The inmates in Orange Is the New Black have exactly one close call with a rodent in the first season. When Piper and Janae attempt to fix some wires in an air vent in episode seven, they discover that a rat has chewed through them.

But the rodents in Suffolk County jails are a bit more ubiquitous. At one facility, the NYCLU notes, there are "widespread vermin infestations." Rodents make regular appearances in "housing and food preparation areas." Inmates report that pests "are everywhere" and cannot be avoided.

Image Credit: Netflix via IMDB

3) Bathroom

The major problem with the Orange Is the New Black bathrooms is that only one stall has a door, and that stall is perpetually occupied by a woman who is talking to her boyfriend Diablo on a contraband cell phone. When Piper confiscates her cell phone, the woman kicks down the door in anger.

"That was the only place in this prison I could take a shit," Gloria laments.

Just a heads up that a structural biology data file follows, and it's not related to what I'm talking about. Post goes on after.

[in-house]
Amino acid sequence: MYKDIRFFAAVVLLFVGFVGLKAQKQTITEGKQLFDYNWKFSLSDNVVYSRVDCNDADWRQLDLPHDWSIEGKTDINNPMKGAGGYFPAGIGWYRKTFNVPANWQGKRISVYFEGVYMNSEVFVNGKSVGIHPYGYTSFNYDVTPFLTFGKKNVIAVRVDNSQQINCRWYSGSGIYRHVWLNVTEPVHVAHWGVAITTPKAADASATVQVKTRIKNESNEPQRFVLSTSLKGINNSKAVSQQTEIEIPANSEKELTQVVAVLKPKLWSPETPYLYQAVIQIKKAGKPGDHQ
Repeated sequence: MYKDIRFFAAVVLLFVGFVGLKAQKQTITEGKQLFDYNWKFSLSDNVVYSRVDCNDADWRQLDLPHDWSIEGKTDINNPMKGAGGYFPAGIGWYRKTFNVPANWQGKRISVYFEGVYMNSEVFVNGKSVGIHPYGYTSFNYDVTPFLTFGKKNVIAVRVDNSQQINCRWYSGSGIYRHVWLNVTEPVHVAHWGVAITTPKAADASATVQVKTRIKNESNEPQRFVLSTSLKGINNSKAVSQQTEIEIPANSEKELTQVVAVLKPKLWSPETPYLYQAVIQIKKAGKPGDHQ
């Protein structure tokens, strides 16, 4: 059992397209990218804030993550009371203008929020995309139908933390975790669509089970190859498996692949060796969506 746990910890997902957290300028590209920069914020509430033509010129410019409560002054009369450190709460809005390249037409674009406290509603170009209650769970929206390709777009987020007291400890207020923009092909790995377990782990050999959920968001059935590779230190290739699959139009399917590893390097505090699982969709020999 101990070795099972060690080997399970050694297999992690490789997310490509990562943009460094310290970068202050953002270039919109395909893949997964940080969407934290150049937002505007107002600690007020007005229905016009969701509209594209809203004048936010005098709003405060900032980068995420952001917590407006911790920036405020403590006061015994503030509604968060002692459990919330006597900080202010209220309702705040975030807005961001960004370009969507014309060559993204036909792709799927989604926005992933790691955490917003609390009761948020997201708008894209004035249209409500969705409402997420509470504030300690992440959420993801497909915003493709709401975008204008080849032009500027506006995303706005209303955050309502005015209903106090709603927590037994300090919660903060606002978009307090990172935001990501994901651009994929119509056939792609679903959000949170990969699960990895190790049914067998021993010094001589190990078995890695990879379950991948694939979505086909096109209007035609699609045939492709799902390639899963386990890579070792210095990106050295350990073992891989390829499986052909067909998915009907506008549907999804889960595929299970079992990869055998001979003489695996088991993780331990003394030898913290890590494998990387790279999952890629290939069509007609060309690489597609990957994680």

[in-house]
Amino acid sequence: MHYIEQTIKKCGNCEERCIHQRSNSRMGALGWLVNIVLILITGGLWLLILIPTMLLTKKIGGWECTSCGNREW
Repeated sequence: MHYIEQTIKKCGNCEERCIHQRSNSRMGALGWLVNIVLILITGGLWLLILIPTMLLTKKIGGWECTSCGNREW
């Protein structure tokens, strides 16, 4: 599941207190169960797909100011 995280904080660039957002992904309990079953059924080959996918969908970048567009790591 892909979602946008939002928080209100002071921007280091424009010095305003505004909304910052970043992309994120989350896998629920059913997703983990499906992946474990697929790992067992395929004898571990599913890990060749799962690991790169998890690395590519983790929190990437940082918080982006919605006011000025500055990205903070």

In Suffolk County jails, however, privacy is the least of the prisoners' concerns. Sewage "regularly bubbles up from showers and toilets." At Riverhead in particular, flushing one toilet often causes sewage to bubble up from a nearby toilet, a phenomenon known as "ping-pong toilets."

At one point, former inmate Porter recalls, the toilets in Riverhead literally exploded, spraying waste "projectile, six to eight feet into the air." The prisoners were forced to crowd onto a small table for thirty hours while cleanup crews cleared the flood of feces on the floor.

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4) Food

Piper doesn't care for the food at Litchfield and, after accidentally referring to it as "disgusting" in front of the chef, she is denied food for days.

But not eating in Litchfield might be for the best since some food seems to be contaminated. Yoga Jones warns her not to eat the pudding in particular.

"It comes in big cans marked 'Desert Storm,'" she tells Piper. "Sometimes the kitchen has to scrape the mold off the top before they serve it."

But beyond this mention of mold on the pudding, the biggest problem that Litchfield's kitchen seems to face in the first season is a lack of fresh, quality ingredients, hence Red's fixation on the mythical chicken that wanders the grounds outside the prison.